For flower colour, throw in blocks of proven work-horse plants like Geranium Rozanne to give you colour from May to November.
Another trick for a change of scene is to have one feature pot or carefully curated composition of pots that you plant up with bulbs in spring and one type of flowering seasonal plant. You’re looking for impact so resist mixing different plants for a designer look . The rest of the garden can be a supporting cast of green and textures.
Much of the pleasure we derive from well-designed gardens is created by the pleasing combination of textures: large leaves contrasted with small leaves, long with round, dense foliage with open habits and fine textures, and the solid shapes of clipped shrubs offset against the elegant silhouette of exposed branches.
Texture and colour are often combined in bark such as in the glistening red stems of the Tibetan cherry or the papery, chalky white of the birch tree, which provide great winter interest.
There is also texture and contrast in hard landscaping- natural stone faces or brick are enhanced by smooth sawn paving or velvety timber.
The trick to successful contrasting is to actually contrast, i.e., make sure that the characteristic you are showcasing is very different in two materials so that each enhances the other. One of the biggest mistakes is to go for too little contrast. Where this is most often overlooked is in the size and format of materials, such as a brick next to a stone sett of a similar size or where too many materials, formats and patterns are used. Material contrasts work best when applied with commitment and without distraction. Lastly, using value contrasts are an easy win: Light walls setting off dark green topiary or white birch bark in front of a dark green yew hedge
There are tricks for creating the illusion of more space. One is to lay out the garden at a diagonal to the house or even just lay materials at an angle. This creates longer lines for the eye to follow and makes the space feel more expansive.
Another trick is to create false perspectives by exploiting how our eye expects smaller objects to be further away. This can be leveraged by placing pots or plants of the same style but different sizes in a way, where the larger specimens are closer to the main viewing angle, and the smaller ones are placed further in the distance.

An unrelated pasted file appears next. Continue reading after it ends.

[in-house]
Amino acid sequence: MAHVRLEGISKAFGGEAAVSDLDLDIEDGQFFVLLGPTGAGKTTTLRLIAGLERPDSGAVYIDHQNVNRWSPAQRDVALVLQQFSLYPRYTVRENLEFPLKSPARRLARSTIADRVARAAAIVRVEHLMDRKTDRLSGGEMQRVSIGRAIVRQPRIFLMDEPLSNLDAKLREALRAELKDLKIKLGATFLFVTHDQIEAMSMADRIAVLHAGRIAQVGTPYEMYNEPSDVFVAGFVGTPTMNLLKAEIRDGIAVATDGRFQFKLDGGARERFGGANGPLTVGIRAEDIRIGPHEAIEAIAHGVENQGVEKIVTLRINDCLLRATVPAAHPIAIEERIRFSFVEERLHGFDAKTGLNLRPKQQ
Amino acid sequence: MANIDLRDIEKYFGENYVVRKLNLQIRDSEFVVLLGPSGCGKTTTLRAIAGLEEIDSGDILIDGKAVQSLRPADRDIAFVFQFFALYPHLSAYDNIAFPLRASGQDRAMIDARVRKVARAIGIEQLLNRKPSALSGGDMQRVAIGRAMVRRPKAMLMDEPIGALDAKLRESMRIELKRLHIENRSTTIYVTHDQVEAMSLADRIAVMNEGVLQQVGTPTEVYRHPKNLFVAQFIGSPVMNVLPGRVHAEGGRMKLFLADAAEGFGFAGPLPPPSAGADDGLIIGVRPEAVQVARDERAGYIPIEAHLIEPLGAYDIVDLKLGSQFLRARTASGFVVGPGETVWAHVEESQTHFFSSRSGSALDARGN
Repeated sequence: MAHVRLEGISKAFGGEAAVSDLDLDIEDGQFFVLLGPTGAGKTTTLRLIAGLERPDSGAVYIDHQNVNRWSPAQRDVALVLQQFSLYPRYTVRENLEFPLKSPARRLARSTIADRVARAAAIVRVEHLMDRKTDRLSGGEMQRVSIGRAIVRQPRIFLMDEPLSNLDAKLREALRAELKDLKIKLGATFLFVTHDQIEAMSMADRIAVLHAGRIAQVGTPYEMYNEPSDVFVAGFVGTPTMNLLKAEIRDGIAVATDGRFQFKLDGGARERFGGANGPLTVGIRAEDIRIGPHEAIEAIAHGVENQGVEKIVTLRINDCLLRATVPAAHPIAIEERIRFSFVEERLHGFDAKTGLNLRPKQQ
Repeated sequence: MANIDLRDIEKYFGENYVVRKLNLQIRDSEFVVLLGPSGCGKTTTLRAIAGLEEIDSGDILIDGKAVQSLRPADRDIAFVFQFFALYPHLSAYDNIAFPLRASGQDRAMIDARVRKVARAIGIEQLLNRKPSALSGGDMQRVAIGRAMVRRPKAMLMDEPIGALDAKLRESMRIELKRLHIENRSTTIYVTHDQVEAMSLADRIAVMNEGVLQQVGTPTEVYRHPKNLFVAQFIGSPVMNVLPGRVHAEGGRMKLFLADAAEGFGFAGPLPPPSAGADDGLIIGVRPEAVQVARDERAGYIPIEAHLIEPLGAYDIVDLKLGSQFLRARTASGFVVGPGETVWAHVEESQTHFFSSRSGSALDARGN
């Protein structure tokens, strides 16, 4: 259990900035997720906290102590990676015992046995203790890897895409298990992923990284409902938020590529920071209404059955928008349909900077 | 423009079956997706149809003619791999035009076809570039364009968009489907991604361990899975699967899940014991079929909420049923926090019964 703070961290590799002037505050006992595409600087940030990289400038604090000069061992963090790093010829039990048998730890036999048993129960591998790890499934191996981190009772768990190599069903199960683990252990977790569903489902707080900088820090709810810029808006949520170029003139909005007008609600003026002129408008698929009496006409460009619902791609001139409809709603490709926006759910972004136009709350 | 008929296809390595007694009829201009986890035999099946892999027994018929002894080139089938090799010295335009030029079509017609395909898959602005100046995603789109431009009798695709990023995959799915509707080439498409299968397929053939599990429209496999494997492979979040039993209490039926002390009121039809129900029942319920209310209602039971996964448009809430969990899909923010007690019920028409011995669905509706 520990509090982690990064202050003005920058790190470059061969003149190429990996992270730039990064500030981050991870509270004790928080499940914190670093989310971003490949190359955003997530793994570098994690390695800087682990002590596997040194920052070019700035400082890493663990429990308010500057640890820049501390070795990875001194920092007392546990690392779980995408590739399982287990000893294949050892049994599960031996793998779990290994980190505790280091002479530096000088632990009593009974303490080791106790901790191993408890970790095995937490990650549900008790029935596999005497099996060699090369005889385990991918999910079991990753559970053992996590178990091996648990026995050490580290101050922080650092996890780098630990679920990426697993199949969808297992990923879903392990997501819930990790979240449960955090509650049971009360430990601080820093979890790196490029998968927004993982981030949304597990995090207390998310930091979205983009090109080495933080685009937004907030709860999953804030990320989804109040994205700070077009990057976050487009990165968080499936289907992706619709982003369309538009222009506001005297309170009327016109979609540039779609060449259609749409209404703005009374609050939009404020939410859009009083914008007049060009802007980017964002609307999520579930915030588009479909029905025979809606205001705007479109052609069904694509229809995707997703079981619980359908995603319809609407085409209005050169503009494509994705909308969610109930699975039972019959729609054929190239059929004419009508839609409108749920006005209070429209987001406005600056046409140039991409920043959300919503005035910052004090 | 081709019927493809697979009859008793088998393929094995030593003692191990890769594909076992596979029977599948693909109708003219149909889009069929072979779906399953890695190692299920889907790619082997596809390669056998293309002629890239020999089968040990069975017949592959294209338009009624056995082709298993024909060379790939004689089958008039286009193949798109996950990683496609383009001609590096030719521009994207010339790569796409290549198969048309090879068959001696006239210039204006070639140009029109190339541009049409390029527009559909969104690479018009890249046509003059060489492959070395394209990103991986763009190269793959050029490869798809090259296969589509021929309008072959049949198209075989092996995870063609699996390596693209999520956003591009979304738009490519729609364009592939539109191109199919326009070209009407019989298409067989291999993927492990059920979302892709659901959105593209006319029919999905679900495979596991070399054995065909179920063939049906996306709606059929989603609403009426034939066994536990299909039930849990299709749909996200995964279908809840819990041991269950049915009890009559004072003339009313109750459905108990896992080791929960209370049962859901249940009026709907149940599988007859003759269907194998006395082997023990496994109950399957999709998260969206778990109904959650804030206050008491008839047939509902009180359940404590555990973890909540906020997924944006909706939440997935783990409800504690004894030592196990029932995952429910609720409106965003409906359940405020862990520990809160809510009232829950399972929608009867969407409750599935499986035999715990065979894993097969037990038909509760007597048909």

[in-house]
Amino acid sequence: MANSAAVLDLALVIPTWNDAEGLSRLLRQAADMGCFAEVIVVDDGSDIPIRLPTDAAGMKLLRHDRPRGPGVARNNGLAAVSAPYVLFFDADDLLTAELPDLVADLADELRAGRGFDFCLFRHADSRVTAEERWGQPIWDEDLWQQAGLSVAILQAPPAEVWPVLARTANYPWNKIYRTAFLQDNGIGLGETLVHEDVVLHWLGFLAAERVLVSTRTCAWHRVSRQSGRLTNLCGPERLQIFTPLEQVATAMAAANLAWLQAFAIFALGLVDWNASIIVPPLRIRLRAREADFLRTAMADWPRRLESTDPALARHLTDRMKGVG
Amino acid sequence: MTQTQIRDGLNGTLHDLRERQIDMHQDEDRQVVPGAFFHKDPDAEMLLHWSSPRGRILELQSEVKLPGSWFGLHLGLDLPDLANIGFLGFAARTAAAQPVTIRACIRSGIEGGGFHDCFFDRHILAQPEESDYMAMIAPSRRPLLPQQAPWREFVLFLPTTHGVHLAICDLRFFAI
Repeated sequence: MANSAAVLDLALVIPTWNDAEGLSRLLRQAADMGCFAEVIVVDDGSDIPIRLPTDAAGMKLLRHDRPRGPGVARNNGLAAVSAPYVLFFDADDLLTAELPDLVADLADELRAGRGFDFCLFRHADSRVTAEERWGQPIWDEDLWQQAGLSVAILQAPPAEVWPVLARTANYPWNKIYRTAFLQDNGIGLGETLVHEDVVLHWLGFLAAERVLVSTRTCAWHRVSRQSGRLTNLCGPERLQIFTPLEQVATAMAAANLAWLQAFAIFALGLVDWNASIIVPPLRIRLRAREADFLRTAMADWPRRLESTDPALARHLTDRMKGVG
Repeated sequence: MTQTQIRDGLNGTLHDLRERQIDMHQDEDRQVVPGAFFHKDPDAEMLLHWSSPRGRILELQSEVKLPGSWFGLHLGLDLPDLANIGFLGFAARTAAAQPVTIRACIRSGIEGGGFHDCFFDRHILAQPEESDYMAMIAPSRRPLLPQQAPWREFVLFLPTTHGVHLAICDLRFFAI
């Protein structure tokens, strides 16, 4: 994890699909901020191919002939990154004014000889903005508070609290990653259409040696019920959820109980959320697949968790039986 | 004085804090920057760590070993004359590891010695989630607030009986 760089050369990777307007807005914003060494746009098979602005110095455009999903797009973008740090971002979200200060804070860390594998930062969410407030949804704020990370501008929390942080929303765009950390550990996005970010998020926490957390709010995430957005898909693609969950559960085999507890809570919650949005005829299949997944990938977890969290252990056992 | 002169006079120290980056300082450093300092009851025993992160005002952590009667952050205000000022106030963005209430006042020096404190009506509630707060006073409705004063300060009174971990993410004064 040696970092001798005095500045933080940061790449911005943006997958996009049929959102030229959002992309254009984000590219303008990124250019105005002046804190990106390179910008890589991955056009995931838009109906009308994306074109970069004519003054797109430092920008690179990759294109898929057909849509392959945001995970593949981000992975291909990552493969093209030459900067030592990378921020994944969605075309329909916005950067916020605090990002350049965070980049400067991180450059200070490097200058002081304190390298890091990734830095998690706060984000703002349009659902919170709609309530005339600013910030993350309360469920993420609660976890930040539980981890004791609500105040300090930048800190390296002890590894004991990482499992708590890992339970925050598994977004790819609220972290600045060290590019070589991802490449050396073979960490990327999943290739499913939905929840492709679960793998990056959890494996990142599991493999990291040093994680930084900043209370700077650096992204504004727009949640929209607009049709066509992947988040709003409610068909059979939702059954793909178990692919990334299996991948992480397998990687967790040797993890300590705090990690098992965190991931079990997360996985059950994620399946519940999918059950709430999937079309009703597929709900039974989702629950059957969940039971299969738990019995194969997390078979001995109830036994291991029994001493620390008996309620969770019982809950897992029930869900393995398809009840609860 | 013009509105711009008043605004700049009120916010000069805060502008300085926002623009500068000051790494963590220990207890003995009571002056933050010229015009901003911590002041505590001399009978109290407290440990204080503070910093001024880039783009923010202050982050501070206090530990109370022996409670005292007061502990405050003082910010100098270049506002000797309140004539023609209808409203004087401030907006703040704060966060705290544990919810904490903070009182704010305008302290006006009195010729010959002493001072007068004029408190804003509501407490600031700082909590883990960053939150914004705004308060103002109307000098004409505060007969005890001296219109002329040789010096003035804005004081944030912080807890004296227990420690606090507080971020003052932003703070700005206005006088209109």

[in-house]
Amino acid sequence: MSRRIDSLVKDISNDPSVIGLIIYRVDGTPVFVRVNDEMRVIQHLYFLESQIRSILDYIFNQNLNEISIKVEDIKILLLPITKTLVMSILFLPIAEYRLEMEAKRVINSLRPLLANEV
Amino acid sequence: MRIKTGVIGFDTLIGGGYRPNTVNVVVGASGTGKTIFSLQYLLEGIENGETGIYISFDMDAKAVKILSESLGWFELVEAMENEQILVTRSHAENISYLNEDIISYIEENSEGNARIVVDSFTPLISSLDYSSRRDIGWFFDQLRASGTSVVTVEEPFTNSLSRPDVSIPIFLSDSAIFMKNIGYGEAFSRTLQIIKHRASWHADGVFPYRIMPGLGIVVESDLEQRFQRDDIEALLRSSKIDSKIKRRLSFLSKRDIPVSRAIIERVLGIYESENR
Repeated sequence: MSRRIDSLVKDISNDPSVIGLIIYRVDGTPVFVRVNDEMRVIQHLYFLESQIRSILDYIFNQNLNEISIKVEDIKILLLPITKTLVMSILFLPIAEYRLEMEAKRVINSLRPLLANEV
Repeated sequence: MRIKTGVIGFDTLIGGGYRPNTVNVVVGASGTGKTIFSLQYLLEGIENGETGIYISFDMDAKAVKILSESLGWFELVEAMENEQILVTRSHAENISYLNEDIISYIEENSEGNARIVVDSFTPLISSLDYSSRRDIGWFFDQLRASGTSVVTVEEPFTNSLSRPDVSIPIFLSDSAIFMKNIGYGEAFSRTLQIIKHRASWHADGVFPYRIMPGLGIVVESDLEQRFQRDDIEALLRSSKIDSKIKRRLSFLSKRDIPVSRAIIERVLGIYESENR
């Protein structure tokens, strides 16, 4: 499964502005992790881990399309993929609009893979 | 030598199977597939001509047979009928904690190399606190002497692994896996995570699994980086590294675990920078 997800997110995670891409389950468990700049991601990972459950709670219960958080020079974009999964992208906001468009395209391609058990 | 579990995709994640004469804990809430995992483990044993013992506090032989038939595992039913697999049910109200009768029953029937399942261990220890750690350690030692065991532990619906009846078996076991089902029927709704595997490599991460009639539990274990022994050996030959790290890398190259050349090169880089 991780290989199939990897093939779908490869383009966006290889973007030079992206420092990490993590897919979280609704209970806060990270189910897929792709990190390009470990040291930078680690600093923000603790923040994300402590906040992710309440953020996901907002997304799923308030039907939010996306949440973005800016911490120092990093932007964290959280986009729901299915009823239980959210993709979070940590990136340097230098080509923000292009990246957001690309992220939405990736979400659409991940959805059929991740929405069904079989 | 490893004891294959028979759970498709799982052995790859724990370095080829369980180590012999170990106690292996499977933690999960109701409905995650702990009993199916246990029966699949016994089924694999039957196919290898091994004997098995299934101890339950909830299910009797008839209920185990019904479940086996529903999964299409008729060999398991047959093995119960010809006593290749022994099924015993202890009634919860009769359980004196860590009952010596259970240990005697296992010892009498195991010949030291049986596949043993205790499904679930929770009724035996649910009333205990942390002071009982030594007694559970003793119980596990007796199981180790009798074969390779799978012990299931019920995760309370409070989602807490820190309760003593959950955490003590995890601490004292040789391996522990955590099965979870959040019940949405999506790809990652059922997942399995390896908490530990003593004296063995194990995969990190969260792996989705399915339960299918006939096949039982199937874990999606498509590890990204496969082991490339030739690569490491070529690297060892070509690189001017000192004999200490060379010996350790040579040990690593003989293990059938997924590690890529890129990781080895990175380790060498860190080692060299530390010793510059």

Creating paths with edges that aren’t parallel but converge towards a focal point is another way this principle can be applied.
Image: Courtyard garden design with lighting (see case study)
Lighting in courtyards is essential because, by definition, courtyards are visible from inside the house or on approach at night. Aim for creating cohesive pools of light or a general glow and avoid a spotty approach. At the same time, don’t over-light as it’s the dark areas that make the illuminated spaces and features pop.
Think composition: pick a feature as a main focal point, a well-formed tree, a sculpture, or a water feature. Use light to bring out the shape of the object. Experiment with up lighting, downlighting and how many lights you need to create the most dramatic effect. Textures are best grazed but remember grazing lights will also highlight unintended irregularities in seemingly smooth surfaces such as render. Use baffles where needed to reduce glare.
Finish off with a rhythmic repetition of lights in an odd group such as 5 evenly spaced lights along a path and your garden will look like a good painting.
If your space is big enough and a varied usage pattern warrants it, you may want to consider using a system that allows you to program different scenes. If you’re so inclined, include LED fixtures that can change colour, although a warm white will be classy and timeless while providing the most naturalistic colour rendering of your planting and hard landscape finishes